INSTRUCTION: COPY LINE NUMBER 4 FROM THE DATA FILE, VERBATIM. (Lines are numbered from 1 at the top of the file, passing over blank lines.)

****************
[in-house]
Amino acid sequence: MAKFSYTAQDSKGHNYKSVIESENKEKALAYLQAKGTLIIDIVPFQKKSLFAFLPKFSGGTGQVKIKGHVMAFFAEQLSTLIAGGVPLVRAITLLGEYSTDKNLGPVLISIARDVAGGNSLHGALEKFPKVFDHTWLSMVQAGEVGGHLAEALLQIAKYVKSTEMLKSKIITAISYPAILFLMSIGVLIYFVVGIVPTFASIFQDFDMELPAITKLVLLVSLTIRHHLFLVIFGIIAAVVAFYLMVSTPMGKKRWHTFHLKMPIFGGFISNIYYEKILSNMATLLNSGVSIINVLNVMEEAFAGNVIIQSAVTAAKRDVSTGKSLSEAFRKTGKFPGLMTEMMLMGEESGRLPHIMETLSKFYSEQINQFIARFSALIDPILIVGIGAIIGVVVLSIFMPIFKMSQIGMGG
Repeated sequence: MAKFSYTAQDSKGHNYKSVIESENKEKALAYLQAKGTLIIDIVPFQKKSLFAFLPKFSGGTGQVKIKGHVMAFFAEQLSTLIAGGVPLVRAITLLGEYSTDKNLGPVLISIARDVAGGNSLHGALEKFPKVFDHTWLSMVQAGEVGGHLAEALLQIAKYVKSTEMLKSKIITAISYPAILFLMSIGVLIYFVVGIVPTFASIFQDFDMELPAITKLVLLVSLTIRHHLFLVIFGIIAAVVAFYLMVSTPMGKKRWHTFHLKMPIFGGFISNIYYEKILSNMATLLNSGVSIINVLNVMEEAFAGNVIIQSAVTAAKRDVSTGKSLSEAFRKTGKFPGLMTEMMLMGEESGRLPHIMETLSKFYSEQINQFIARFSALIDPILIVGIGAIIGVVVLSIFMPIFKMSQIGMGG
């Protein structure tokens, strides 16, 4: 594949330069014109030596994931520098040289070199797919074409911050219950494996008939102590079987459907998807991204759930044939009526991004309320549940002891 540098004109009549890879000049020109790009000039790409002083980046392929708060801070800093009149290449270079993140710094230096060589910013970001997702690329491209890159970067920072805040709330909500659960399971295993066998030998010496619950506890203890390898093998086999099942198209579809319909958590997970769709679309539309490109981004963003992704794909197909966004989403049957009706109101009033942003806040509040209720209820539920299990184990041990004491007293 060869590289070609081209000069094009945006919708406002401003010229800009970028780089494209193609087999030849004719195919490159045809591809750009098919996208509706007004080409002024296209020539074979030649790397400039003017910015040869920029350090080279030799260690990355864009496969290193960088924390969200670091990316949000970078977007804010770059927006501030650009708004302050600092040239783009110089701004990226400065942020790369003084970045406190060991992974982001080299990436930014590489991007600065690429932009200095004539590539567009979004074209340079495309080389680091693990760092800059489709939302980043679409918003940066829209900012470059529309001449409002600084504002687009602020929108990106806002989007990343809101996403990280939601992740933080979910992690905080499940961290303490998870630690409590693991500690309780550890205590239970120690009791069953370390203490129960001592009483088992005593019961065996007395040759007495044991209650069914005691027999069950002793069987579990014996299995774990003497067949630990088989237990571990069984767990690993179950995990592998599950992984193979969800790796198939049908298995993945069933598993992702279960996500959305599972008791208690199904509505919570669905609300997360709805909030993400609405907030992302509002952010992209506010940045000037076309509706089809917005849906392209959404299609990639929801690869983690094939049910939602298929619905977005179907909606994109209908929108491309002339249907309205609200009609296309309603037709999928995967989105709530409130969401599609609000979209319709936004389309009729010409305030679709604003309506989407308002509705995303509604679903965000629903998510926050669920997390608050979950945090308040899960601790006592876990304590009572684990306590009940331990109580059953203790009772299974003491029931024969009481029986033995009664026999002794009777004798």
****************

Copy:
């Protein structure tokens, strides 16, 4: 594949330069014109030596994931520098040289070199797919074409911050219950494996008939102590079987459907998807991204759930044939009526991004309320549940002891 540098004109009549890879000049020109790009000039790409002083980046392929708060801070800093009149290449270079993140710094230096060589910013970001997702690329491209890159970067920072805040709330909500659960399971295993066998030998010496619950506890203890390898093998086999099942198209579809319909958590997970769709679309539309490109981004963003992704794909197909966004989403049957009706109101009033942003806040509040209720209820539920299990184990041990004491007293 060869590289070609081209000069094009945006919708406002401003010229800009970028780089494209193609087999030849004719195919490159045809591809750009098919996208509706007004080409002024296209020539074979030649790397400039003017910015040869920029350090080279030799260690990355864009496969290193960088924390969200670091990316949000970078977007804010770059927006501030650009708004302050600092040239783009110089701004990226400065942020790369003084970045406190060991992974982001080299990436930014590489991007600065690429932009200095004539590539567009979004074209340079495309080389680091693990760092800059489709939302980043679409918003940066829209900012470059529309001449409002600084504002687009602020929108990106806002989007990343809101996403990280939601992740933080979910992690905080499940961290303490998870630690409590693991500690309780550890205590239970120690009791069953370390203490129960001592009483088992005593019961065996007395040759007495044991209650069914005691027999069950002793069987579990014996299995774990003497067949630990088989237990571990069984767990690993179950995990592998599950992984193979969800790796198939049908298995993945069933598993992702279960996500959305599972008791208690199904509505919570669905609300997360709805909030993400609405907030992302509002952010992209506010940045000037076309509706089809917005849906392209959404299609990639929801690869983690094939049910939602298929619905977005179907909606994109209908929108491309002339249907309205609200009609296309309603037709999928995967989105709530409130969401599609609000979209319709936004389309009729010409305030679709604003309506989407308002509705995303509604679903965000629903998510926050669920997390608050979950945090308040899960601790006592876990304590009572684990306590009940331990109580059953203790009772299974003491029931024969009481029986033995009664026999002794009777004798």